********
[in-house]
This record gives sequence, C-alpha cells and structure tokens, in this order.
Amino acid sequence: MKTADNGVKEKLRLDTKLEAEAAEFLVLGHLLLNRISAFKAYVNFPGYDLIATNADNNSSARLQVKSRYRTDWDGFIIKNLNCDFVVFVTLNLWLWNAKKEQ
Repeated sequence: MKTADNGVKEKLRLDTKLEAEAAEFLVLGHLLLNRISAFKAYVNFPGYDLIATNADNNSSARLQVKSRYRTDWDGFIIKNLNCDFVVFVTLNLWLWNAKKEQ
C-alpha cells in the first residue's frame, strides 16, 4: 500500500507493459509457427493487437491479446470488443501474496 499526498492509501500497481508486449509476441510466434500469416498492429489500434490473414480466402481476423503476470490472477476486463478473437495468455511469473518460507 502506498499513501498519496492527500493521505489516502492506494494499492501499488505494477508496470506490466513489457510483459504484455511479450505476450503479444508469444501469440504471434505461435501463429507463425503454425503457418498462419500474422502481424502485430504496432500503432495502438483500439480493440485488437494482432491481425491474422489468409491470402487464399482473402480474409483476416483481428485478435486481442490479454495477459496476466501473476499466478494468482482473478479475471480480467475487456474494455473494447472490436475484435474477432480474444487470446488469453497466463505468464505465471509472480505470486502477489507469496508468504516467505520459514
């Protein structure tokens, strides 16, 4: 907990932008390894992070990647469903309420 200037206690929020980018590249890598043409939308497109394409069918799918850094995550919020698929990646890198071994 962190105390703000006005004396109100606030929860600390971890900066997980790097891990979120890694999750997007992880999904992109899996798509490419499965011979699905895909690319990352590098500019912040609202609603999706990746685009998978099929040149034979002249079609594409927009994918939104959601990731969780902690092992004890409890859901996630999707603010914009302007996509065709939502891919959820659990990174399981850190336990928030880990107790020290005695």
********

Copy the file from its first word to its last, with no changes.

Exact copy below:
[in-house]
This record gives sequence, C-alpha cells and structure tokens, in this order.
Amino acid sequence: MKTADNGVKEKLRLDTKLEAEAAEFLVLGHLLLNRISAFKAYVNFPGYDLIATNADNNSSARLQVKSRYRTDWDGFIIKNLNCDFVVFVTLNLWLWNAKKEQ
Repeated sequence: MKTADNGVKEKLRLDTKLEAEAAEFLVLGHLLLNRISAFKAYVNFPGYDLIATNADNNSSARLQVKSRYRTDWDGFIIKNLNCDFVVFVTLNLWLWNAKKEQ
C-alpha cells in the first residue's frame, strides 16, 4: 500500500507493459509457427493487437491479446470488443501474496 499526498492509501500497481508486449509476441510466434500469416498492429489500434490473414480466402481476423503476470490472477476486463478473437495468455511469473518460507 502506498499513501498519496492527500493521505489516502492506494494499492501499488505494477508496470506490466513489457510483459504484455511479450505476450503479444508469444501469440504471434505461435501463429507463425503454425503457418498462419500474422502481424502485430504496432500503432495502438483500439480493440485488437494482432491481425491474422489468409491470402487464399482473402480474409483476416483481428485478435486481442490479454495477459496476466501473476499466478494468482482473478479475471480480467475487456474494455473494447472490436475484435474477432480474444487470446488469453497466463505468464505465471509472480505470486502477489507469496508468504516467505520459514
């Protein structure tokens, strides 16, 4: 907990932008390894992070990647469903309420 200037206690929020980018590249890598043409939308497109394409069918799918850094995550919020698929990646890198071994 962190105390703000006005004396109100606030929860600390971890900066997980790097891990979120890694999750997007992880999904992109899996798509490419499965011979699905895909690319990352590098500019912040609202609603999706990746685009998978099929040149034979002249079609594409927009994918939104959601990731969780902690092992004890409890859901996630999707603010914009302007996509065709939502891919959820659990990174399981850190336990928030880990107790020290005695």